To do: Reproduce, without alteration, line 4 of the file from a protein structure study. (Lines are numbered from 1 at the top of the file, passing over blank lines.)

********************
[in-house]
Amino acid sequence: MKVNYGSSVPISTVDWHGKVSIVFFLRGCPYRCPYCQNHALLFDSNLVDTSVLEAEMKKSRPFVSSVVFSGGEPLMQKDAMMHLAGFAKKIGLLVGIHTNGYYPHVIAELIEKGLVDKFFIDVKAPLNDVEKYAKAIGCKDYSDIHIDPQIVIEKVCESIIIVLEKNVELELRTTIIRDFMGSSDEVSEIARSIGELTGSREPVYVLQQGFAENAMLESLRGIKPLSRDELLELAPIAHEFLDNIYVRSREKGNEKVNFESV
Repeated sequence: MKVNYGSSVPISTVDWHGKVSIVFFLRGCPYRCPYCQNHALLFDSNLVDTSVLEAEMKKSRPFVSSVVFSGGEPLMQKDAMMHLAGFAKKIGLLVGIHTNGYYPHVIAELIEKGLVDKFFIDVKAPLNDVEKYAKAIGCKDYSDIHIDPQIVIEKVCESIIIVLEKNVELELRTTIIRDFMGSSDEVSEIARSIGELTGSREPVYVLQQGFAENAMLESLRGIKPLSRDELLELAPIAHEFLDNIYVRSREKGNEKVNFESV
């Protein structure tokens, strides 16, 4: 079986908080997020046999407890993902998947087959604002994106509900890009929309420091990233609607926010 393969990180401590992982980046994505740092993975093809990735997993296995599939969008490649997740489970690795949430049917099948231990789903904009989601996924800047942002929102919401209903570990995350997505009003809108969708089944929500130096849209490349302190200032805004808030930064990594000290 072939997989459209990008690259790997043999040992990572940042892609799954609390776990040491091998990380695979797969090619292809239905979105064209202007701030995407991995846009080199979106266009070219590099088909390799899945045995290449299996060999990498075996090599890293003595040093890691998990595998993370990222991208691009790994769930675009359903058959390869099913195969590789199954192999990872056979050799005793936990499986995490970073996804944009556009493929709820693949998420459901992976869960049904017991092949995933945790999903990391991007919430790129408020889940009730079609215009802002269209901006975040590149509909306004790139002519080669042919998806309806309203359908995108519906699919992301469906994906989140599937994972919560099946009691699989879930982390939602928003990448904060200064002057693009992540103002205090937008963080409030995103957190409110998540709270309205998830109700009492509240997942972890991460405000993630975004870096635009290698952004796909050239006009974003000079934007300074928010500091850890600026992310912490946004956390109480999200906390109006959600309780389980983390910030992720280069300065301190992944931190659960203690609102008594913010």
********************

């Protein structure tokens, strides 16, 4: 079986908080997020046999407890993902998947087959604002994106509900890009929309420091990233609607926010 393969990180401590992982980046994505740092993975093809990735997993296995599939969008490649997740489970690795949430049917099948231990789903904009989601996924800047942002929102919401209903570990995350997505009003809108969708089944929500130096849209490349302190200032805004808030930064990594000290 072939997989459209990008690259790997043999040992990572940042892609799954609390776990040491091998990380695979797969090619292809239905979105064209202007701030995407991995846009080199979106266009070219590099088909390799899945045995290449299996060999990498075996090599890293003595040093890691998990595998993370990222991208691009790994769930675009359903058959390869099913195969590789199954192999990872056979050799005793936990499986995490970073996804944009556009493929709820693949998420459901992976869960049904017991092949995933945790999903990391991007919430790129408020889940009730079609215009802002269209901006975040590149509909306004790139002519080669042919998806309806309203359908995108519906699919992301469906994906989140599937994972919560099946009691699989879930982390939602928003990448904060200064002057693009992540103002205090937008963080409030995103957190409110998540709270309205998830109700009492509240997942972890991460405000993630975004870096635009290698952004796909050239006009974003000079934007300074928010500091850890600026992310912490946004956390109480999200906390109006959600309780389980983390910030992720280069300065301190992944931190659960203690609102008594913010």